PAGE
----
[Update 16 June 2015: See my later article for a much easier version of this.]
I’ve never met a burn-up chart I didn’t like. I find them to be simple but effective visual guides which show not just current status, but also trends. They also place a focus on value delivered rather than activities done.
Traditionally burn-up charts are used to track agile-specific work like story points. One line shows the expected scope, which may change over time. Another line shows work done over time. Then you get to see past performance, current state, and you also have a way of seeing projected progress without varnish.
I find burn-up charts so useful that I don’t think they should be confined to special tools (however excellent) such as Jira, Mingle or Rally. In fact it’s really easy to create a burn-up chart in a spreadsheet. You just need three columns (time, total estimate at that time, actual delivered at that time) and a line chart covering them.
But I find it’s useful to track historical changes, as well as the aggregated data. For example, I’d like to see not just the total story points estimated at any particular date, but also when the various user stories got introduced, got removed, or got re-estimated. That can also be put into a spreadsheet, but getting from that to our three-column table is very tricky.
A while ago I described a simple method for doing that using any spreadsheet. It allows you to keep your history and still get a nice burn-up chart, but it is rather manually-intensive because every change requires a lot of copy and paste. It works fine until you get to a certain level of complexity.
So now I’ve refined this. It’s designed for Google Spreadsheets, because it uses its scripting capabilities to create useful functions, but Google Spreadsheets is simple and widely available. It works by having one table for the historic data (our user stories as they change over time) and one table for the burn-up chart data, which aggregates the historic data using a new function.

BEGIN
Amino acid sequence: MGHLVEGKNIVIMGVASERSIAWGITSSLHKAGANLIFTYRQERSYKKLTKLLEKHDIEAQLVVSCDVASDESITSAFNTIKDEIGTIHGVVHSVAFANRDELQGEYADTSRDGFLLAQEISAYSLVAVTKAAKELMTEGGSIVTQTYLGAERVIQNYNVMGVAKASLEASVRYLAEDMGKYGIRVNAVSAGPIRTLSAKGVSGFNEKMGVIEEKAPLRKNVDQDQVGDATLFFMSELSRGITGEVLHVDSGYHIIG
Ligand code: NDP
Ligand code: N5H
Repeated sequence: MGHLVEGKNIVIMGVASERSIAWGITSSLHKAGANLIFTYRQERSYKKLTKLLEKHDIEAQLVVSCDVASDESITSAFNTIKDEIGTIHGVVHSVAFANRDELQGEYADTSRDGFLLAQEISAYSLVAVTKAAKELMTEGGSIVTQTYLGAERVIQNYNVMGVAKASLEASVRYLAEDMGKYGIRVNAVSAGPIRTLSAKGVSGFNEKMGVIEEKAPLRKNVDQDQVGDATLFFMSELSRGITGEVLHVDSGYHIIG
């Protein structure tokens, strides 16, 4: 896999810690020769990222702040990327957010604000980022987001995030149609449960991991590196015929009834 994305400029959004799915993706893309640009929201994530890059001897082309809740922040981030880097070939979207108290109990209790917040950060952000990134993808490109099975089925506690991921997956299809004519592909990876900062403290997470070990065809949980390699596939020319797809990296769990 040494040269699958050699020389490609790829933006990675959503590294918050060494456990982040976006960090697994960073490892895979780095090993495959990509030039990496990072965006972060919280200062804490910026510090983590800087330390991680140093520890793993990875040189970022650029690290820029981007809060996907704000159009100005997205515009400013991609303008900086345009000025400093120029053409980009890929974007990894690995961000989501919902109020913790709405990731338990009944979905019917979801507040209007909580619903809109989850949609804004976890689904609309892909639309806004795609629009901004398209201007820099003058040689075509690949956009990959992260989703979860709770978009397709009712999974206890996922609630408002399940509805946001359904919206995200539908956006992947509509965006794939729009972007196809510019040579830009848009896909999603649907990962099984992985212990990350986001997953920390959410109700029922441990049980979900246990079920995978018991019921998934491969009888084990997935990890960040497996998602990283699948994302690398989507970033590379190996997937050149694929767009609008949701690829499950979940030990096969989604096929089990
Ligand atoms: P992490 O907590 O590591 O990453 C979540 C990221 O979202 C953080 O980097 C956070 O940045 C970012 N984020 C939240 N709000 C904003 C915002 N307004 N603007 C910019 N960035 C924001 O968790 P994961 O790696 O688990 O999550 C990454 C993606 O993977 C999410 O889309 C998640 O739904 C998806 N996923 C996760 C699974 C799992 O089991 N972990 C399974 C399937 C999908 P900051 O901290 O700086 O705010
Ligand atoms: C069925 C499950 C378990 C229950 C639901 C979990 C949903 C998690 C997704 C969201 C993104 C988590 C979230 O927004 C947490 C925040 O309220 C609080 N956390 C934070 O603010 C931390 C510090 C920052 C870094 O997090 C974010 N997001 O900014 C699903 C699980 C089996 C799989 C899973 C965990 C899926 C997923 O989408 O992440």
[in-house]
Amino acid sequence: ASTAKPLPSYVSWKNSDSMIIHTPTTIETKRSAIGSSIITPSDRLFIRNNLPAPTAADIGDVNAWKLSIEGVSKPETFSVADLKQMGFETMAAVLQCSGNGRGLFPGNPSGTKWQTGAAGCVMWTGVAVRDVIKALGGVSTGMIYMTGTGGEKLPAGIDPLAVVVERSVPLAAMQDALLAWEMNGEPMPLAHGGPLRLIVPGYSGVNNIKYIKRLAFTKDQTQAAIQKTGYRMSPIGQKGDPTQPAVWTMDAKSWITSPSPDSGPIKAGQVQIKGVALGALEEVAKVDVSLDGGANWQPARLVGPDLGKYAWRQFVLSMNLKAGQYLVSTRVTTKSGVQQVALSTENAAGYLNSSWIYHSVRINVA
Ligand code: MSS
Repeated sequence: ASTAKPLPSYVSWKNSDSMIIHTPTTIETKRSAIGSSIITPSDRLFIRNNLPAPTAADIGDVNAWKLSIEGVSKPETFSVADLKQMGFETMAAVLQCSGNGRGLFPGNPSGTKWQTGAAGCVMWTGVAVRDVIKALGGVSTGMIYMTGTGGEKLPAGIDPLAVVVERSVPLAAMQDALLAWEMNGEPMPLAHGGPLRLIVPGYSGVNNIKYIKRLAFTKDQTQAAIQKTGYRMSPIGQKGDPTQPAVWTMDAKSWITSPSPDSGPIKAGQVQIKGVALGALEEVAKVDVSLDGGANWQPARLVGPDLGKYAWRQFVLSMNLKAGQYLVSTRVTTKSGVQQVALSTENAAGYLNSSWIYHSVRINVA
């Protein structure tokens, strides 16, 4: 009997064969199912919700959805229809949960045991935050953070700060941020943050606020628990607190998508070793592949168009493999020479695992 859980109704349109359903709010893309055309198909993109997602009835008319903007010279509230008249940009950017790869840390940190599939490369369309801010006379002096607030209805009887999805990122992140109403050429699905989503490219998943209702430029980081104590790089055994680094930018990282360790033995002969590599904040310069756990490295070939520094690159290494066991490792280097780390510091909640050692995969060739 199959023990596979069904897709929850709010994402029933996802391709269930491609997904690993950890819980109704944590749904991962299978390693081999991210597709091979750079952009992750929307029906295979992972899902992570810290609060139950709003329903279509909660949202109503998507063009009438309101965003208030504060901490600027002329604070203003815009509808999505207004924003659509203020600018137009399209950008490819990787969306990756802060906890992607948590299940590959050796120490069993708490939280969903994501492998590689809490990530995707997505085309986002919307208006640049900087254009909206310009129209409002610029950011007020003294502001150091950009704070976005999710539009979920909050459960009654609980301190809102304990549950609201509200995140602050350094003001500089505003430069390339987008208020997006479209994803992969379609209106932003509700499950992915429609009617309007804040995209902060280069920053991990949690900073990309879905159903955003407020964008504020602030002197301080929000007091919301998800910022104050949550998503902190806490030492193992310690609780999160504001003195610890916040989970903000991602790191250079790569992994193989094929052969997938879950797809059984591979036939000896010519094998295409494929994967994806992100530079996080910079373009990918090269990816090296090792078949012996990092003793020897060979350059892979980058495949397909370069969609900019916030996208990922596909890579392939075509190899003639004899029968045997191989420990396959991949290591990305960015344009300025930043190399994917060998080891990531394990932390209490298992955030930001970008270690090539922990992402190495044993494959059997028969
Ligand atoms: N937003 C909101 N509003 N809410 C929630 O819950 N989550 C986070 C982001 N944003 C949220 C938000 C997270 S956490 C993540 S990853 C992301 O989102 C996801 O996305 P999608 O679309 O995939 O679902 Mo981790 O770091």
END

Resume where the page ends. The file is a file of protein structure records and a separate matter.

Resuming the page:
You can see an example of this spreadsheet in action. To see the script you’ll have to take your own copy of the spreadsheet (File > Make a copy…) and then to to Tools > Script editor. Or look over here. (You’ll be pleased to see the spreadsheet also carries automated tests for the code.)
Here’s how to create the historic data table:
- Put your user stories into a table, one row per user story.
- Make sure the table has columns named “Valid from” and “Valid to”. The “Valid from” date is the day on which the story was created. The “Valid to” date is initially some date far in the future.
- Each time a user story changes create a new row with the new version of the data. The “Valid from” date is the date on which this latest change happened. The “Valid to” date is some date far in the future. And change the “Valid to” date on the previous version of the user story to be the day before this “Valid from” date. So now you have two versions of the user story: one which is valid from its creation and valid to the day just before the latest change, and one which is valid from when this last change was made and on to the foreseeable future.
You can filter and sort this table til your heart’s content. Just keep a header row at the top.
Then you can summarise this historic data in a second table. It has three columns, as usual:
- The first column is dates. It can be day by day, or a the first day of each week, or the first day of each sprint, or whatever.
- The second column is a formula for the scope: =aggregateDimension(…). This will aggregate the relevant data as it was on the given date. It’s named after the data warehousing concept of dimension tables, which store historic data. The aggregateDimension function is specially defined in the spreadsheet’s accompanying script. Look at the example spreadsheet for more details. But in short it takes four parameters:
- The date in question (from the previous column);
- The table of historic data;
- The name of the column in which we have the estimate of each user story;
- A string describing the calculation we want to do across the estimates. Usually this is “sum”, because the sum of the estimates will give us the total scope as it was on that date.
- The third column is just like the second column, except it references the name of the column in which we list the actual work done. This will be populated for any story completed, and empty (or zero) otherwise.
The aggregateDimension function also allows several columns to be specified for the calculation, and other kinds of calculation—specifically “sumproduct”, “count” and “counta”.
Clearly this isn’t a replacement for major project tracking systems. But I find it is a good lightweight alternative when a big system seems like overkill.